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Reform Bills Introduced Following Hubbard Scandal

By Brandon Moseley
Alabama Political Reporter

For twenty months, the Alabama House of Representatives operated with a dark cloud of suspicion hanging over it. Then, Speaker of the House Mike Hubbard (R-Auburn) was indicted on 23 counts of felony ethics law violations. Speaker Hubbard maintained his innocence and allegedly used the power of his office to encourage members of State government to make statements defending him. Hubbard even used the fact that 104 of the 105 members voted for him as Speaker as proof that he was innocent, and that he was the victim of a “political witch hunt” by State prosecutors.

One Congressman, Rep. Mike Rogers (R-Saks), even went so far as to claim that the reason Hubbard was prosecuted was because Attorney General Luther Strange (R) wanted to be Governor and that Mike Hubbard was in the way of those ambitions. Hubbard himself repeated that bizarre claim. Never mind that AG Strange had recused himself from all matters related to Mike Hubbard, and appointed retired St. Clair County District Attorney W. Van Davis (R) as Acting Attorney General, to make all decisions involving whether or not to prosecute the sitting Speaker of the House.

During one bizarre episode, members of the House of Representatives actually were encouraged to (and many did) sign a bizarre letter to the US Attorney urging that the federal government open an investigation into Deputy Attorney General Matt Hart. Hubbard even used his position as Speaker to encourage Governor Bentley to intervene.

Bentley is now being investigated for his firing of Alabama Law Enforcement Agency Director Spencer Collier. Collier alleges that he was fired for cooperating with the Hubbard prosecution. Hubbard used his position as Speaker of the House to contact advertisers of the Alabama Political Reporter and threatened legislation important to them, due to this website’s role in the investigation that led to his being indicted. The Attorney General’s office was even targeted by Hubbard and his minions during the budgeting process.
Eventually all the bizarre claims of prosecutorial misconduct and all the frivolous court filings by the Hubbard defense team were dismissed by the court system and Hubbard finally had his day in court. A jury of his peers in his home county decided that Hubbard was in fact guilty beyond a reasonable doubt of 12 of the 23 charges that the Lee County Grand Jury had brought against him. The prosecutors were vindicated and the legislators who had stood with Mike were publicly embarrassed by this whole 20 month long ordeal.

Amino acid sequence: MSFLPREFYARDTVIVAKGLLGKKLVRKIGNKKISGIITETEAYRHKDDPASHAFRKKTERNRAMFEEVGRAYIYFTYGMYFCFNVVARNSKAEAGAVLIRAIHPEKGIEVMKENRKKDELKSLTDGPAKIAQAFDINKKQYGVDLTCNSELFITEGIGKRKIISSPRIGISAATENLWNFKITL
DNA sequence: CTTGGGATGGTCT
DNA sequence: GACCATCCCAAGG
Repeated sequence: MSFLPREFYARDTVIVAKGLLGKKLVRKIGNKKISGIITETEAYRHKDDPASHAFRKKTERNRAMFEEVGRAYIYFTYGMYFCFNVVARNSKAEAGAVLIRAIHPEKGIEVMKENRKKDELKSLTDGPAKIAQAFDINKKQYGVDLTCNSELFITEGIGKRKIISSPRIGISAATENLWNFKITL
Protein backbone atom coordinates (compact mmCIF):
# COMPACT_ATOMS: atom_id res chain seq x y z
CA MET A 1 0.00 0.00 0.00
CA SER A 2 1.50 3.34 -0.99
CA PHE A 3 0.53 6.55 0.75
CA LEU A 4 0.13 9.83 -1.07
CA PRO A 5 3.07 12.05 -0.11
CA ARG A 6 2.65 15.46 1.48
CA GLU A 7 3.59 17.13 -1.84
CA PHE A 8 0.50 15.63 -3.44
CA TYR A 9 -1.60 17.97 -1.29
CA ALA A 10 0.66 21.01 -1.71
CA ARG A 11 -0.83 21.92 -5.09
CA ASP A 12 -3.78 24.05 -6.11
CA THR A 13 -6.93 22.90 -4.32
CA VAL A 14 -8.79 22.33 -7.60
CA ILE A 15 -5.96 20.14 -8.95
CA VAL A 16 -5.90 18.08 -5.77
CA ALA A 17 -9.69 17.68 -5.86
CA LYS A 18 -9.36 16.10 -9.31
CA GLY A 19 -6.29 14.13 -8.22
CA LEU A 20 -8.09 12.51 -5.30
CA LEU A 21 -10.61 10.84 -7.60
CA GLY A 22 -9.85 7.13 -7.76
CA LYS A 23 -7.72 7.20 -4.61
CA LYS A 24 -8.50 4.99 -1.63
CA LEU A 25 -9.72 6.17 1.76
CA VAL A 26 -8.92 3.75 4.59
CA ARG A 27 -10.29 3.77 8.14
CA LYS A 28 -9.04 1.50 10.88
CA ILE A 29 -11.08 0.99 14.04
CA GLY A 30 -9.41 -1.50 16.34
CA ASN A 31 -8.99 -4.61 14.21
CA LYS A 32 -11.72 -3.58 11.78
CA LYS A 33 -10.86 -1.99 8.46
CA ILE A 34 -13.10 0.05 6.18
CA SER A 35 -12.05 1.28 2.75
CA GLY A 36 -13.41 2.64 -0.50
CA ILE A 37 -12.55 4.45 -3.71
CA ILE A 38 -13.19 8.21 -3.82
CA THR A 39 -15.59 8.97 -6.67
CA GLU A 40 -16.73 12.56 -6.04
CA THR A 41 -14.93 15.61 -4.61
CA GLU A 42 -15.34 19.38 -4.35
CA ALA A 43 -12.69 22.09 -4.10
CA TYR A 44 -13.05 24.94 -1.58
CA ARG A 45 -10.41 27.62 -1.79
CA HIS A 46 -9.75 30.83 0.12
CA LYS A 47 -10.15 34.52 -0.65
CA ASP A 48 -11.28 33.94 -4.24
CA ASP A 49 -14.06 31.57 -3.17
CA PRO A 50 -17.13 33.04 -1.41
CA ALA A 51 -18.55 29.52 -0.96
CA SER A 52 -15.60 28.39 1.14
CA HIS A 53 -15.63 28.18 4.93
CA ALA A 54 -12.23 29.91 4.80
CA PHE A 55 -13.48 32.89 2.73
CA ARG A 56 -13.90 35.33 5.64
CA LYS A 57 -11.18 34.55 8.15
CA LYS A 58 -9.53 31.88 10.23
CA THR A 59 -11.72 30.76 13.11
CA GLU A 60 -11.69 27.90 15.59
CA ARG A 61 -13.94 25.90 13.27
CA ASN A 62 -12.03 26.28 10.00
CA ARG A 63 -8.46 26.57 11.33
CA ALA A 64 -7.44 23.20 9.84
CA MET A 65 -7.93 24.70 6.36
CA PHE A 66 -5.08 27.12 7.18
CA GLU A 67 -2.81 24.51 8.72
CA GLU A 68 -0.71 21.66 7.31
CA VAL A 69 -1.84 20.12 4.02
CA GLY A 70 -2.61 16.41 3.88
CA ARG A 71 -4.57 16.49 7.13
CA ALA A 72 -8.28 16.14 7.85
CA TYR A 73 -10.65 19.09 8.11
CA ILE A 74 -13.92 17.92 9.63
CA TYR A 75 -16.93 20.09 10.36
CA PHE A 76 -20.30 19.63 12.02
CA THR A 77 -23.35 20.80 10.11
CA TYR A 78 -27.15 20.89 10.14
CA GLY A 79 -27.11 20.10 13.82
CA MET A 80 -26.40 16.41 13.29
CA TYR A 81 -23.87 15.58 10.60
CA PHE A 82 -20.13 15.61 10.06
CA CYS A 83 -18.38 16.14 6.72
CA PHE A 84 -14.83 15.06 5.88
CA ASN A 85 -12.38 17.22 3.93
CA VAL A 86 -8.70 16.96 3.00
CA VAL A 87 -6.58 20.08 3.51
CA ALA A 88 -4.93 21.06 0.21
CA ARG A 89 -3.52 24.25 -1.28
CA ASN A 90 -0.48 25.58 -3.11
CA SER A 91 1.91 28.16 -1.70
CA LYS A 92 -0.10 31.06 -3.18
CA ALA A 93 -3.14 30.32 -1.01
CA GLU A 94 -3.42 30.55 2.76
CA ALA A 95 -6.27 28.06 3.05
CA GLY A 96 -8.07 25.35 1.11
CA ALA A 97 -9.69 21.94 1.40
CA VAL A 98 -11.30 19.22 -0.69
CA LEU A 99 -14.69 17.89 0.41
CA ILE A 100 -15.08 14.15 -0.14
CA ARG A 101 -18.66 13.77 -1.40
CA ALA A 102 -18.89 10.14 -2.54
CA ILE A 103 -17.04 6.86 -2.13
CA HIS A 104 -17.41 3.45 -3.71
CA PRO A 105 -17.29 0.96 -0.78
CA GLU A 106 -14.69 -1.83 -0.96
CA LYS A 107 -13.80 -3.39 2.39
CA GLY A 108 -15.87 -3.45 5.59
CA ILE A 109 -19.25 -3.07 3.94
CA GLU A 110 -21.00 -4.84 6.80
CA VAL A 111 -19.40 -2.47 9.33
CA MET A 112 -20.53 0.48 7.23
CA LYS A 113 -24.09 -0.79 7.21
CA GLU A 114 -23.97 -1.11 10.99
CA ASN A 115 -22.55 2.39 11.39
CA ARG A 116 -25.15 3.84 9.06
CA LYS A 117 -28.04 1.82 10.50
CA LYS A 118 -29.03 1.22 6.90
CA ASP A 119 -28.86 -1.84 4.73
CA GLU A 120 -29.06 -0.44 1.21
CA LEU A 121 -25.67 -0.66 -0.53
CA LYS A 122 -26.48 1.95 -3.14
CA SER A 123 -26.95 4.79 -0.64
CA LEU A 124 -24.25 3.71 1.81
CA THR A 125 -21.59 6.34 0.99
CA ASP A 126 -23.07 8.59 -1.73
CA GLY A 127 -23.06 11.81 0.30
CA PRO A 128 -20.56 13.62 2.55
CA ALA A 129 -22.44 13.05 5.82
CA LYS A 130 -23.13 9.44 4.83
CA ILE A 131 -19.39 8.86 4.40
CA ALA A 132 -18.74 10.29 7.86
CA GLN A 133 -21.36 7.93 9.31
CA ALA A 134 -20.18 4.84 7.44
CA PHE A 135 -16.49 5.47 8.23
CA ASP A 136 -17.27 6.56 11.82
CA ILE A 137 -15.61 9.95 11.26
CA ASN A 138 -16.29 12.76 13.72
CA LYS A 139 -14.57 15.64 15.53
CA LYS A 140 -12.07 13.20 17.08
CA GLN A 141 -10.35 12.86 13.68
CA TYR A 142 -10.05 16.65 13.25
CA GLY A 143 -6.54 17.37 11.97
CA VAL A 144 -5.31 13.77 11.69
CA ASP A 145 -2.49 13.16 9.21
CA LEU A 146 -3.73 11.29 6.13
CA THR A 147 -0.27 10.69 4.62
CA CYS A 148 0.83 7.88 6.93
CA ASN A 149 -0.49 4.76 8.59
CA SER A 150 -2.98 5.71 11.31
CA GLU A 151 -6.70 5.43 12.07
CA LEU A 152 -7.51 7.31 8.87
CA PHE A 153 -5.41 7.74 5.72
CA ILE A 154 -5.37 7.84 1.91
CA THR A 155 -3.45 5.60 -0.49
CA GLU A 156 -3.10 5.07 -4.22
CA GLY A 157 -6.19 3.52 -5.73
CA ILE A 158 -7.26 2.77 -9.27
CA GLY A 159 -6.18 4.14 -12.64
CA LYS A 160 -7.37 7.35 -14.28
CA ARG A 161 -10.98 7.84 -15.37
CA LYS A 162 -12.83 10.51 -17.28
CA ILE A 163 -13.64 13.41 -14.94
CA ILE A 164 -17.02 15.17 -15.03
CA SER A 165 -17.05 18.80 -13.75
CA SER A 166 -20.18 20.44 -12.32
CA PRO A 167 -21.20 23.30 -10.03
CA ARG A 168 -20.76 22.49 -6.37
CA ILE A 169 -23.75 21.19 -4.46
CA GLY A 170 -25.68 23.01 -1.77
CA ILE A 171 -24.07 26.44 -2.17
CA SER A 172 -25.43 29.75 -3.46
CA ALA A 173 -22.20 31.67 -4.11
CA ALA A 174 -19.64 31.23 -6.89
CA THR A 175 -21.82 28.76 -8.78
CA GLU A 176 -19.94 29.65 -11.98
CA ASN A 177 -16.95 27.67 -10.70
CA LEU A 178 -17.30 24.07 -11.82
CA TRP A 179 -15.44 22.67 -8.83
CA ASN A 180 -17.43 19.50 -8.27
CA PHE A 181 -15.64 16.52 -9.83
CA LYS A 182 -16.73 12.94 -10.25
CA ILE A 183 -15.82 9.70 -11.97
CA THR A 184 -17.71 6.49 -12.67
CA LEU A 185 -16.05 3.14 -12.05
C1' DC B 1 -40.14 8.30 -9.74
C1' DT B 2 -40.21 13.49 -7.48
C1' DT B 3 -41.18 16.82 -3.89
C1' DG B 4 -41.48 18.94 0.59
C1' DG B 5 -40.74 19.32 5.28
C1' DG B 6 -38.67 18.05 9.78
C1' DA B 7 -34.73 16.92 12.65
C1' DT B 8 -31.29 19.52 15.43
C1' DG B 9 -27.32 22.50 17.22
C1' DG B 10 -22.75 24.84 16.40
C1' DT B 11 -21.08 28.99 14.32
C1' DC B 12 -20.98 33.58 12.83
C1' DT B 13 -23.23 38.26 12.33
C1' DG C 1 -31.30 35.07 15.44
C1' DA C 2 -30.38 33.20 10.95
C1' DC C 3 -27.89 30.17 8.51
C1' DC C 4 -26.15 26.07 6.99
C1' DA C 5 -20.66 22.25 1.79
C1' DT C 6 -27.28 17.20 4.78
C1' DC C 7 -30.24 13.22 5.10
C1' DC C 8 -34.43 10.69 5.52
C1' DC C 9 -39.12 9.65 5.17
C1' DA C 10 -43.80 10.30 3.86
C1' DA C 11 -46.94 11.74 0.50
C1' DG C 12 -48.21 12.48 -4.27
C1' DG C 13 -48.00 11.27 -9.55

Reformers in the House have introduced legislation to prevent anything like this from ever happening again.

State Representative Tim Wadsworth (R-Arley) told the Alabama Political Reporter that, “Two great ethics bills were dropped in the House that I cosponsored along with others – Rep. Allan Treadaway dropped a bill that says that if you are indicted on a felony that you must step down from a leadership position until you are cleared of charges. Rep. Isaac Whorton bill says, they if you are convicted of a felony and you have fines, costs, restitution not paid in full, or if you are under any form of supervised or unsupervised probation, or if your voting rights have not been restored, that you can not register or be a lobbyist. If you are already a lobbyist then you are excepted due to ex post facto laws.”

Rep. Isaac Whorton (R-Valley) sponsored House Bill 32. HB32 would prevent convicted felons from being registered lobbyists once they get out of prison…..there are several there now. There is speculation that disgraced Speaker Mike Hubbard could serve his time in prison and then come back as a registered lobbyist for Bob Riley and Associations or the Business Council of Alabama. Former Governor Bob Riley (R) testified that Mike Hubbard was like a son to him. His daughter (and registered lobbyist) Minda Riley Campbell testified that she love Mike Hubbard and that he was like a brother.

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Business Council of Alabama President and Chief Executive William “Billy” Canary testified that he love Mike Hubbard and that he was one of his best friends. Both of the Rileys testified that Hubbard repreatedly asked to come work for Bob Riley and Associates and prosecutors presented email evidence confirming that.
Rep. Allen Treadaway (R-Morris) is the sponsor of House Bill 11. HB11 would reform the Alabama State Legislature so that people who were under indictment could not remain in leadership positions in the legislature while they await trial. “Under existing law, a member of the Legislature who holds a leadership position and who is indicted for a crime continues to hold his or her leadership position in the Legislature. This bill would automatically suspend a member of the Legislature who holds a leadership position from serving in that leadership position if the member is indicted for a crime that is a felony.”

The bill would clarify that the member would continue to serve in the Legislature during the suspension. They could not be Speaker of the House or Speaker Pro Tem, and they would lose their committee chair.

This would not apply to Governor Robert Bentley (R) who is under his own scandal cloud. The House Judiciary Committee however is formally investigating impeaching the Governor. Federal and State prosecutors as well as the Alabama Ethics Commission are also reportedly looking at allegations against the Governor. The legislature has time to pass both of these common sense reform bills but they would need to act quickly.


Brandon Moseley is a former reporter at the Alabama Political Reporter.

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